Engaging Kids with Literature, Stand-Alone Books vs Series
Worlds Awaiting - Season 1, Episode 44
- Dec 31, 2016 7:00 pm
- 28:42 mins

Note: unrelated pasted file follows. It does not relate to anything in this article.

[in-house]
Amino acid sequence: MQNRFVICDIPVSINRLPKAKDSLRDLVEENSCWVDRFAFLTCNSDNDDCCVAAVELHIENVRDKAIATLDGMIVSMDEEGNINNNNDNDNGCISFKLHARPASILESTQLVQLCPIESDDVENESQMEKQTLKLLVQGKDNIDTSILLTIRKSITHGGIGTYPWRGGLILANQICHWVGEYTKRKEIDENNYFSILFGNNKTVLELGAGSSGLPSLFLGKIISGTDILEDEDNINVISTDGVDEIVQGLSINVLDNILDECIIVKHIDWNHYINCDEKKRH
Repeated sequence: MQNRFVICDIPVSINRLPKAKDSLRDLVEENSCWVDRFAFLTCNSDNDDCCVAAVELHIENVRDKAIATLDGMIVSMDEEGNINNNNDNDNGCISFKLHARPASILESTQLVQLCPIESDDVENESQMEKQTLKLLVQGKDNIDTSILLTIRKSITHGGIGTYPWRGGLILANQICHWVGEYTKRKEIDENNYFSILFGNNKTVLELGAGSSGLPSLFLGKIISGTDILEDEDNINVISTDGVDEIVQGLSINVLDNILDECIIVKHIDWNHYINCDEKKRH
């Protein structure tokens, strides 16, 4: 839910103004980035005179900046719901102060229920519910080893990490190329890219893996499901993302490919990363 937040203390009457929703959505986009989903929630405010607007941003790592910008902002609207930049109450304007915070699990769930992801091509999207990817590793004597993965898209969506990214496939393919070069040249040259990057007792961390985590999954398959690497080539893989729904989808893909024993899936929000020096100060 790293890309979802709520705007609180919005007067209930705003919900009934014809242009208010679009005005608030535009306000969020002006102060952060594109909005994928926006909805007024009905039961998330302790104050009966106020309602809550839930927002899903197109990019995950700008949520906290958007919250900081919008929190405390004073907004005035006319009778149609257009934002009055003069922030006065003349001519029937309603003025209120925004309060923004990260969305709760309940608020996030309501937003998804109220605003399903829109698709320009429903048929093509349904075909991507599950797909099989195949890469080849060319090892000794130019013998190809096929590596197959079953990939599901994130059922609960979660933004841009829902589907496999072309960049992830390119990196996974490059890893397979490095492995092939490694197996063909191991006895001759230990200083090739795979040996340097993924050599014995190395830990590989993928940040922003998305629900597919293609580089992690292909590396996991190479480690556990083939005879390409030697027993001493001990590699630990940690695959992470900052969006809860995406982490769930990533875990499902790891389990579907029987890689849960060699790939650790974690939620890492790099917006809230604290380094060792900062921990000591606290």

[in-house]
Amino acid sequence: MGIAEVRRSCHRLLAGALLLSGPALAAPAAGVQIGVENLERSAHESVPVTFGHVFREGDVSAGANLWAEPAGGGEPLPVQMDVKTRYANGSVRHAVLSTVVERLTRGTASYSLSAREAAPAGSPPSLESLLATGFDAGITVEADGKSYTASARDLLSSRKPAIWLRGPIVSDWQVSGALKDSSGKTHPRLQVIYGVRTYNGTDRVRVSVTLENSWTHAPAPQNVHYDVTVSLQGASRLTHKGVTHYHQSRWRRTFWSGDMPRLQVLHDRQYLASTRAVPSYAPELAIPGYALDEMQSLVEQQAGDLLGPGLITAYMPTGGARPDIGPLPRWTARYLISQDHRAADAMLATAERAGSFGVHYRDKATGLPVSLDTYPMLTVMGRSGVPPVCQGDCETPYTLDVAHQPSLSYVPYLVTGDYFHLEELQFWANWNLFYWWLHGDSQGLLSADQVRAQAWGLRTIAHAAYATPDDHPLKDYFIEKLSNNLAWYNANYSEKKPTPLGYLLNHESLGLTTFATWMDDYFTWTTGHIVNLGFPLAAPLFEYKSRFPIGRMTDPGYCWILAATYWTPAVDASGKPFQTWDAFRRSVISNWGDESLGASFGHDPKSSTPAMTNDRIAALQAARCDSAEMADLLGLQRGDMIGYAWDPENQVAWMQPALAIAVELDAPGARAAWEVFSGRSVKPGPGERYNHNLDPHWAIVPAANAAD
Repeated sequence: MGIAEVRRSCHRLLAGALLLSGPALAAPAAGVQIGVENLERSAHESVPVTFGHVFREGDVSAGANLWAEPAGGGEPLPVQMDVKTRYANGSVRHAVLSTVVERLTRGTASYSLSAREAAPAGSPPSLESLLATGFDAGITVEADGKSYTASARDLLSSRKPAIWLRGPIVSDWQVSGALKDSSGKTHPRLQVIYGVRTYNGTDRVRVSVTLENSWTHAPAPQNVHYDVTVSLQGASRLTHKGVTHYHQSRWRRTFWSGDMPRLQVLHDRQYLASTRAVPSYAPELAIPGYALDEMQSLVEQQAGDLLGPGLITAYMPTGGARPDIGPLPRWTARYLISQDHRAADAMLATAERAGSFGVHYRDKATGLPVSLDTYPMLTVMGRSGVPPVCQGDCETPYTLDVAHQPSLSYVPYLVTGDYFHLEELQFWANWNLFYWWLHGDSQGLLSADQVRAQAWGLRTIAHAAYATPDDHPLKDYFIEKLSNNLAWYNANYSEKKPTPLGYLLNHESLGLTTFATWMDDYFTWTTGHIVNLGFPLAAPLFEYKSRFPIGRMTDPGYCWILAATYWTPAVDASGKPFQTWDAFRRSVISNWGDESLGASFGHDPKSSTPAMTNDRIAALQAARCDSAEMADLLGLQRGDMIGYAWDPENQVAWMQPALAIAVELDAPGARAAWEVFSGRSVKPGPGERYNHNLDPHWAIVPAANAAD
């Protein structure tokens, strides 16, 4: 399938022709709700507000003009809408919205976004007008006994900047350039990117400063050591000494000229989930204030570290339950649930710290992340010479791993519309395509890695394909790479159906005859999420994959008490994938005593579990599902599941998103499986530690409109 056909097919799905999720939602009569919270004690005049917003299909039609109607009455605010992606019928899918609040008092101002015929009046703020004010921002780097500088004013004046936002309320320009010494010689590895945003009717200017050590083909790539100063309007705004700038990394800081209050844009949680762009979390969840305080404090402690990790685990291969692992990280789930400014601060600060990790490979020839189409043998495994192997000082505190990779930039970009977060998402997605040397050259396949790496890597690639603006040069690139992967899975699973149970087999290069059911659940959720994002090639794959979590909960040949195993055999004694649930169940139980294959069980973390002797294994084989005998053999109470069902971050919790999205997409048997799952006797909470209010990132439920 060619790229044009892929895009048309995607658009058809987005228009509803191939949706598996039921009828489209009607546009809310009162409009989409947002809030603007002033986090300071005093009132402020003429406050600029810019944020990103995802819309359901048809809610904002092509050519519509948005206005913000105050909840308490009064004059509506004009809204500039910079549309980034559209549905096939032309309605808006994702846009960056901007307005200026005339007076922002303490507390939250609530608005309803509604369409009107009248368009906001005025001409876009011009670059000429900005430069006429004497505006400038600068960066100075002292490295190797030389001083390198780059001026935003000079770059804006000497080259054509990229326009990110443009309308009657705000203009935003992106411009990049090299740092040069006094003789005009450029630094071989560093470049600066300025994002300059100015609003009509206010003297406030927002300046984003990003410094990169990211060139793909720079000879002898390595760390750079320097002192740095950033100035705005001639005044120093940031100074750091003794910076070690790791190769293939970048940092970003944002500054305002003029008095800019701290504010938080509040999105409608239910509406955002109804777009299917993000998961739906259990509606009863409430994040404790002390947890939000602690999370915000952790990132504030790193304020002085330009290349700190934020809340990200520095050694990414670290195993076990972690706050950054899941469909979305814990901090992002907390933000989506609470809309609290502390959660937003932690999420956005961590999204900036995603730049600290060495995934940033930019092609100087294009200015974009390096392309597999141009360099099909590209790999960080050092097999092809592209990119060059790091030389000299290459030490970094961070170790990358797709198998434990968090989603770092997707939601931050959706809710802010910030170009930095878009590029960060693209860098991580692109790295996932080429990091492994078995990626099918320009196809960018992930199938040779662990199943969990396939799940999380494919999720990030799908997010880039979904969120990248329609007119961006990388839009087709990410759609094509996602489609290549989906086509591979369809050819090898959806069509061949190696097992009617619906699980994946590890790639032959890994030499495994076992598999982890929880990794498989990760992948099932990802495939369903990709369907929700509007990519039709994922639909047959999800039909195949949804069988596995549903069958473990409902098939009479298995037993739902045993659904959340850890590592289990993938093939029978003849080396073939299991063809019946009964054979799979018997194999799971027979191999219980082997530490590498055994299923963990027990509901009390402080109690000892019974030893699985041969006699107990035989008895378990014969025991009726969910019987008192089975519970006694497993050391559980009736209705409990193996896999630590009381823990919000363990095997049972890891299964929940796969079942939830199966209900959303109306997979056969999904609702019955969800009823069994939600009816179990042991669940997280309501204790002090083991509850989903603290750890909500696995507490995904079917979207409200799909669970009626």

Engaging Kids with Literature (4:12) Many experts say that we should let children read what they want to read. It might not be what we want, but maybe that’s not the point. We could, and should, just celebrate that they’re reading at all. Now, there’s even better news, says literary expert, Nell K. Duke. We adults and teachers can help broaden horizons for our children, often by example. We can show them how their specific choices and preferences are not the only exciting worlds awaiting them. Nell K. Duke is a professor with expertise in literacy, language, and culture. She works in the combined program in education and psychology at the University of Michigan. Duke’s award-winning research focuses on early literacy development, particularly among children living in poverty. One of Duke’s most recent books is Beyond Bedtime Stories: A Parent’s Guide to Promoting Reading, Writing, and Other Literacy Skills from Birth to 5. Stand-Alone Books vs Series (15:20) Next, Rachel talks to children’s book author, Matthew J. Kirby about his creative process with his stand-alone books as opposed to his popular series. You may know some his titles such as The Clockwork Three, Icefall, The Dark Gravity Sequence series, and, his most recent books: A Taste for Monsters and “Last Descendants” – the first of the Assassins Creed series. When he’s not writing books, Matt is also a school psychologist. Poetry (27:33) We finish up the show today with a poem by William Blake entitled, The Lamb, read by Emma Calderwood.